It’s natural to question what’s going on if you’ve seen your hair falling out. Some individuals are susceptible to something called “stress hair loss,” which is often just temporary and the hair will eventually come back. On the other hand, if the problem is more serious, you may have a medical issue that is preventing your hair from growing. Because alopecia is one of the most common causes of hair loss in both men and women, educating yourself about the condition and how it may be treated is the most effective method to be as well-prepared as is humanly possible. In this article, we will discuss an overview of this ailment, as well as its causes, possible treatments, and ways to avoid getting it in the first place.
Alopecia: What Exactly Is It?
Alopecia is the medical term for hair loss that may occur anywhere on the body and for any cause. Baldness may take on a variety of forms, ranging from thinning hair to full loss of hair. There are two main categories that may be used to describe alopecia. Alopecia that does not leave scars means that the hair follicles are still alive and that new hair may develop from them. Scarring alopecia is a kind of baldness in which the hair follicles get damaged and are unable to regenerate hair. Androgenic alopecia accounts for the vast majority of occurrences of hair loss. Androgenic alopecia affects around 15% of women before they reach menopause and approximately 50% of males by the age of 50 years. It is more common in men than it is in women.
What Is Telogen Effluvium And How Does It Relate To Hair Loss?
Telogen effluvium is a kind of hair loss that is often linked to pregnancy, the use of certain medications, high levels of life stress, restrictive diets, or surgical procedures. As a direct consequence of this, a greater proportion of the hair follicles enter the dormant stage, in which the hairs are getting ready to shed. In most cases, this kind of alopecia gets better on its own after a few months have passed. Even while it clears up most of the time, it might turn into a chronic condition if there is no new hair growth.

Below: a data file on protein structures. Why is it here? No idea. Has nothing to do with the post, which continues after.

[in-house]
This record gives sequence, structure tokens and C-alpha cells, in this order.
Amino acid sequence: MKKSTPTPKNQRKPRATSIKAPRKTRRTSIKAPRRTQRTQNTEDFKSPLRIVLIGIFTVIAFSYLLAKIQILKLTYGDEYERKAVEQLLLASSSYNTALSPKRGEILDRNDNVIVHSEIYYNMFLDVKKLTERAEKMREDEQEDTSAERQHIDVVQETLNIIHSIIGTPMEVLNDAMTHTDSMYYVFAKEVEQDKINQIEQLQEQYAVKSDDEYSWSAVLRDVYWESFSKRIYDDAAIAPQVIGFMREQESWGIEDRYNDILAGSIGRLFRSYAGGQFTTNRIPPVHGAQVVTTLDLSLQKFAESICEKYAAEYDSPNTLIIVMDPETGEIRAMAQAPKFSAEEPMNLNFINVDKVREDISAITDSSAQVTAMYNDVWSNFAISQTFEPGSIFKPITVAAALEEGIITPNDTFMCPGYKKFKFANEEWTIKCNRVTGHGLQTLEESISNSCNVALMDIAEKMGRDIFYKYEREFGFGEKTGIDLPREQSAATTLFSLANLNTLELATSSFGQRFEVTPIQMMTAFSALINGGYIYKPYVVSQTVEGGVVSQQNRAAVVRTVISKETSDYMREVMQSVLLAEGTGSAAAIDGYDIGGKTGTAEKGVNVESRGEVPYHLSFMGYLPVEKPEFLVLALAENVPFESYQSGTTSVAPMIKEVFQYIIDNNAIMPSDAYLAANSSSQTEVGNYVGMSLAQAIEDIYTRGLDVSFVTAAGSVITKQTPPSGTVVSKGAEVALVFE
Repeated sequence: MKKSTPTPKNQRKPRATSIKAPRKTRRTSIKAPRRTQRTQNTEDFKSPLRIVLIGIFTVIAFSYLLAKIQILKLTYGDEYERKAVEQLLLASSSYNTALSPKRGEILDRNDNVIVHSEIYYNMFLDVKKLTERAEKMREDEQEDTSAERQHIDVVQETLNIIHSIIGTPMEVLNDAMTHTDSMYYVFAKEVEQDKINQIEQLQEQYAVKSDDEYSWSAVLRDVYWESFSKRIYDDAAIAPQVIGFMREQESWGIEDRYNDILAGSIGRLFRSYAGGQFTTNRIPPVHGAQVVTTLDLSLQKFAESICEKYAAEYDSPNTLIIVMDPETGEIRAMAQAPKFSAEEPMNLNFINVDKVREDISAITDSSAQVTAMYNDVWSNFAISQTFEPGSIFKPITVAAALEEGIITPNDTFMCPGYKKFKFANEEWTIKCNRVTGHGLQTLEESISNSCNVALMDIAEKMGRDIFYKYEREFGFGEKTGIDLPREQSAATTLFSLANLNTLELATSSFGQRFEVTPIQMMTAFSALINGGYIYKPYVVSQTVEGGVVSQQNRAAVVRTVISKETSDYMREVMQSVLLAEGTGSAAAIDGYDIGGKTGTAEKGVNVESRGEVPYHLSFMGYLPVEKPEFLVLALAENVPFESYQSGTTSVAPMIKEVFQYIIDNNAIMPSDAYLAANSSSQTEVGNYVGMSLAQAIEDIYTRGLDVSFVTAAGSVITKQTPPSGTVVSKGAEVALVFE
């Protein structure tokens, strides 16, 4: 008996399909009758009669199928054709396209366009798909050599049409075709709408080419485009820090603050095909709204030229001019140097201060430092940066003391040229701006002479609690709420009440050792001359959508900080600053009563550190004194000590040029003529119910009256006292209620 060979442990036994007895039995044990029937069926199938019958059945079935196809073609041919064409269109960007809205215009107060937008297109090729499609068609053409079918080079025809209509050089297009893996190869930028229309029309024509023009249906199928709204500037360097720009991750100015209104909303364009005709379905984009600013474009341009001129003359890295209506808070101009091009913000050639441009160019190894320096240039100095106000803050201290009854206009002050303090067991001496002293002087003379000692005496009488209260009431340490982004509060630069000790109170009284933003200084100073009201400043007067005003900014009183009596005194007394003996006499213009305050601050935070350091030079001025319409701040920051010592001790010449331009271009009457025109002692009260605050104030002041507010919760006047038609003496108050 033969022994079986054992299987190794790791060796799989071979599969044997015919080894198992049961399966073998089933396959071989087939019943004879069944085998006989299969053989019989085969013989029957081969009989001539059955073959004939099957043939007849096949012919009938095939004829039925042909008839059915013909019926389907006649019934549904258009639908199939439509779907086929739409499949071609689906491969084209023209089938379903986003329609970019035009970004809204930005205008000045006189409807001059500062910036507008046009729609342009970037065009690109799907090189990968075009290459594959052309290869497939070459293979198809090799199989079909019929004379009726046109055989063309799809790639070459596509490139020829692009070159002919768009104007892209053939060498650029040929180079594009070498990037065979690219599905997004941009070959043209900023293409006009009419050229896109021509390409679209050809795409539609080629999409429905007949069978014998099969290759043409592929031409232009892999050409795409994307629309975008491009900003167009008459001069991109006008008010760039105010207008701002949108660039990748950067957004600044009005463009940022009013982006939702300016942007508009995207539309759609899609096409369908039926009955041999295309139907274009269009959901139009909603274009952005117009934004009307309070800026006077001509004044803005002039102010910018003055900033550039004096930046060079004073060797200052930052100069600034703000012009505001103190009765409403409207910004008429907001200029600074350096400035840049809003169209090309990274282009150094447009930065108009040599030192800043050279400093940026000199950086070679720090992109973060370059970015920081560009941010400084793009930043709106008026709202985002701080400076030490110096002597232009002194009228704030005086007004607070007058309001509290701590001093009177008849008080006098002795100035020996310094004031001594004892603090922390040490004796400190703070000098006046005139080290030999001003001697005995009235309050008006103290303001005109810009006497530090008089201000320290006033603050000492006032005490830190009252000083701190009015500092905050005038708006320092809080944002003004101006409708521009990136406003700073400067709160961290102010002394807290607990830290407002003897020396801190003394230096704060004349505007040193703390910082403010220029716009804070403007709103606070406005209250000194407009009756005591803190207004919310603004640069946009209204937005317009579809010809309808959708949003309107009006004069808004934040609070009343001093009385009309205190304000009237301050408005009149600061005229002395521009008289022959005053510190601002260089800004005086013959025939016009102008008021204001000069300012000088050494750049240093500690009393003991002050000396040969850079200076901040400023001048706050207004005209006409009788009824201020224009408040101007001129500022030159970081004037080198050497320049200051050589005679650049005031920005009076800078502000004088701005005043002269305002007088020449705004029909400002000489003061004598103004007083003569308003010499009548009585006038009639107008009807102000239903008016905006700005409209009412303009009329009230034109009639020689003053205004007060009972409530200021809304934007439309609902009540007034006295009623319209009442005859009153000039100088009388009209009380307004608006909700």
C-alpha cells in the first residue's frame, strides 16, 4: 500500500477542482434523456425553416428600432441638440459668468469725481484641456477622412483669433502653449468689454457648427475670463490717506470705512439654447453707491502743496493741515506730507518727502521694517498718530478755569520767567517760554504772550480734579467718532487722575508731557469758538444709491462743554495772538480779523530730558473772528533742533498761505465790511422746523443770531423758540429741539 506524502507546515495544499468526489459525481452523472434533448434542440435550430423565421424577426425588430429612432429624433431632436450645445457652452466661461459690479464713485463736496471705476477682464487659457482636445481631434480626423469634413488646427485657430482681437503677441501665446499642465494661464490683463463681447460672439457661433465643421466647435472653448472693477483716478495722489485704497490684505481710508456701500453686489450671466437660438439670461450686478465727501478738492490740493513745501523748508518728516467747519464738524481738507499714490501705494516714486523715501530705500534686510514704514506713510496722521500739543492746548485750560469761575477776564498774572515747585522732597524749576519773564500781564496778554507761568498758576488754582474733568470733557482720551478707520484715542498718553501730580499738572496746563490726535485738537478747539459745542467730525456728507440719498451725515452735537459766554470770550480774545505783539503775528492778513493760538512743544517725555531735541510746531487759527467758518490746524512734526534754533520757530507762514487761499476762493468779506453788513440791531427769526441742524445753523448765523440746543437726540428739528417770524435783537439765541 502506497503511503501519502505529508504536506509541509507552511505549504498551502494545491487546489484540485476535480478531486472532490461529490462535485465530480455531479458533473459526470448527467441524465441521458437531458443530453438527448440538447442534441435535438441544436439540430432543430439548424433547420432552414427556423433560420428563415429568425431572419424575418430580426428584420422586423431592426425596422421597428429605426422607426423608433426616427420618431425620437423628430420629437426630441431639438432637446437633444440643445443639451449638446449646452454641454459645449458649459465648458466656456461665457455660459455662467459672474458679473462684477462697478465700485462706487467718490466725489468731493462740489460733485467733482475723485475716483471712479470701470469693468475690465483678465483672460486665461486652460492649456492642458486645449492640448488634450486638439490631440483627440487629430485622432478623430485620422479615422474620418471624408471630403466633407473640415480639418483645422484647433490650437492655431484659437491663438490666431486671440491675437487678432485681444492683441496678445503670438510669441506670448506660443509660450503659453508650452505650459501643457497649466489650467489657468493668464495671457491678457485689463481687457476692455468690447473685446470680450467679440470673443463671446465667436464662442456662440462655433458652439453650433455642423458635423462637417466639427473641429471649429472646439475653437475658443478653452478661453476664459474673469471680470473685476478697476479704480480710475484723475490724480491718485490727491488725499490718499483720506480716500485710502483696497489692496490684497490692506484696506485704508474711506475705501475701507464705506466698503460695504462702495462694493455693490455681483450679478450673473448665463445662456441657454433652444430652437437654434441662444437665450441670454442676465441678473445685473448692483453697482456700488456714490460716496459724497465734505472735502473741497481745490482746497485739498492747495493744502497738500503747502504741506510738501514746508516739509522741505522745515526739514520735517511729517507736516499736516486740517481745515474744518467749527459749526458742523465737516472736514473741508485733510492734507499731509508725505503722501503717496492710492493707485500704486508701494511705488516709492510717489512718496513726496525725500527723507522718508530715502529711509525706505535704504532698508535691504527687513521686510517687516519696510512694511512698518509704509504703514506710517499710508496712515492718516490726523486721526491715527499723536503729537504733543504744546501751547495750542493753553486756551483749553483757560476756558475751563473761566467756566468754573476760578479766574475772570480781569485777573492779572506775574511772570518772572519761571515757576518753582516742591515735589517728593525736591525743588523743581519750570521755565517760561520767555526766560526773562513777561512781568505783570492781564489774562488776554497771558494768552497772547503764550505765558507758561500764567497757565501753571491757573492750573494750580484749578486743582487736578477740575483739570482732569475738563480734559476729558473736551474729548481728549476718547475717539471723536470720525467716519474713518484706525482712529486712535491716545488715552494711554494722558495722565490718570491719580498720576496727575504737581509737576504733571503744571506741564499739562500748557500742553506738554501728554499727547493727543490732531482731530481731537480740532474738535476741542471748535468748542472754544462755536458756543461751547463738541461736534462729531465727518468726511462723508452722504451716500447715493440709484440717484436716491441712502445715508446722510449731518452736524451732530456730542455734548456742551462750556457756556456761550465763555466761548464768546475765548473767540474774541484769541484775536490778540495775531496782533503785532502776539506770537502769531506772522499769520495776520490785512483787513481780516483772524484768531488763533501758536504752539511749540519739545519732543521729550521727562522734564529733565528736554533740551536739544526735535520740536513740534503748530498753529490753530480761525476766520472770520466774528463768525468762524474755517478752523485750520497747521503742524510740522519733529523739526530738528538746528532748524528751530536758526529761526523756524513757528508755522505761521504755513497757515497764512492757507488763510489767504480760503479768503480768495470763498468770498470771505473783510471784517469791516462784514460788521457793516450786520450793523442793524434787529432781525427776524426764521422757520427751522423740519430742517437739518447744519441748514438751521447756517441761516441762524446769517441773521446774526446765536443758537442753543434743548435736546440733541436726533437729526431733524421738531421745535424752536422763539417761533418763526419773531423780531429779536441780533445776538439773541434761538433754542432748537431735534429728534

How Does Alopecia Present Itself On The Scalp?
Alopecia areata usually presents itself on the scalp as a few discrete areas of temporary baldness. It often manifests itself during childhood and has a tendency to run in families. It seems that the hair loss is related to a problem with the immune system. This condition occurs when the body’s natural defenses erroneously target the body’s own tissue. After some areas of hair loss have occurred, the new growth of hair is inhibited for a period of weeks or months. People who suffer from other “autoimmune” conditions, such as thyroid disease, lupus, or pernicious anemia are more likely to get this kind of alopecia at some point in their lives. Sometimes, it may cause full baldness on the scalp also known as alopecia totalis or total hair loss everywhere else on the body also known as alopecia universalis.
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